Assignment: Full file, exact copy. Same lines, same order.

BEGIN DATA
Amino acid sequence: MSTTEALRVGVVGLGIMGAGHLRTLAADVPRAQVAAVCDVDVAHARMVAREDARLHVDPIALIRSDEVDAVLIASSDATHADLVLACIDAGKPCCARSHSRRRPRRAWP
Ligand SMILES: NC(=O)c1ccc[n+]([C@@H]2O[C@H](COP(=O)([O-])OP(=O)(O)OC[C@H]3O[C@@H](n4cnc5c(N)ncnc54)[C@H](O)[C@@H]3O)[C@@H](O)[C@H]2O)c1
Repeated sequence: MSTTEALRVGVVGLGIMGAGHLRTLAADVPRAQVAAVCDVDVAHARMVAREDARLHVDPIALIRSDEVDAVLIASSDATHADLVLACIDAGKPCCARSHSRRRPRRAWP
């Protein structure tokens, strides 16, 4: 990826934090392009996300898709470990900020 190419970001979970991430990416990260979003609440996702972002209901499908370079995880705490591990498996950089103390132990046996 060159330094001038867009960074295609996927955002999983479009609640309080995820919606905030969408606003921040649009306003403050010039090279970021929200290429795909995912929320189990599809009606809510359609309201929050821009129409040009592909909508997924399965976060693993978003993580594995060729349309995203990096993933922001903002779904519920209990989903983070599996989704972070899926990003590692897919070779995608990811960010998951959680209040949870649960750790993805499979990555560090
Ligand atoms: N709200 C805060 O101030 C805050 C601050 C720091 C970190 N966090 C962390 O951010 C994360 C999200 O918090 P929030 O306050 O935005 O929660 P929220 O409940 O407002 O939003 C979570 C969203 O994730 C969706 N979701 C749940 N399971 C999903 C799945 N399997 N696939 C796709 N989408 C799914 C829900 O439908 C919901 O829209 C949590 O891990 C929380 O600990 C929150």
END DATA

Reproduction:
Amino acid sequence: MSTTEALRVGVVGLGIMGAGHLRTLAADVPRAQVAAVCDVDVAHARMVAREDARLHVDPIALIRSDEVDAVLIASSDATHADLVLACIDAGKPCCARSHSRRRPRRAWP
Ligand SMILES: NC(=O)c1ccc[n+]([C@@H]2O[C@H](COP(=O)([O-])OP(=O)(O)OC[C@H]3O[C@@H](n4cnc5c(N)ncnc54)[C@H](O)[C@@H]3O)[C@@H](O)[C@H]2O)c1
Repeated sequence: MSTTEALRVGVVGLGIMGAGHLRTLAADVPRAQVAAVCDVDVAHARMVAREDARLHVDPIALIRSDEVDAVLIASSDATHADLVLACIDAGKPCCARSHSRRRPRRAWP
């Protein structure tokens, strides 16, 4: 990826934090392009996300898709470990900020 190419970001979970991430990416990260979003609440996702972002209901499908370079995880705490591990498996950089103390132990046996 060159330094001038867009960074295609996927955002999983479009609640309080995820919606905030969408606003921040649009306003403050010039090279970021929200290429795909995912929320189990599809009606809510359609309201929050821009129409040009592909909508997924399965976060693993978003993580594995060729349309995203990096993933922001903002779904519920209990989903983070599996989704972070899926990003590692897919070779995608990811960010998951959680209040949870649960750790993805499979990555560090
Ligand atoms: N709200 C805060 O101030 C805050 C601050 C720091 C970190 N966090 C962390 O951010 C994360 C999200 O918090 P929030 O306050 O935005 O929660 P929220 O409940 O407002 O939003 C979570 C969203 O994730 C969706 N979701 C749940 N399971 C999903 C799945 N399997 N696939 C796709 N989408 C799914 C829900 O439908 C919901 O829209 C949590 O891990 C929380 O600990 C929150």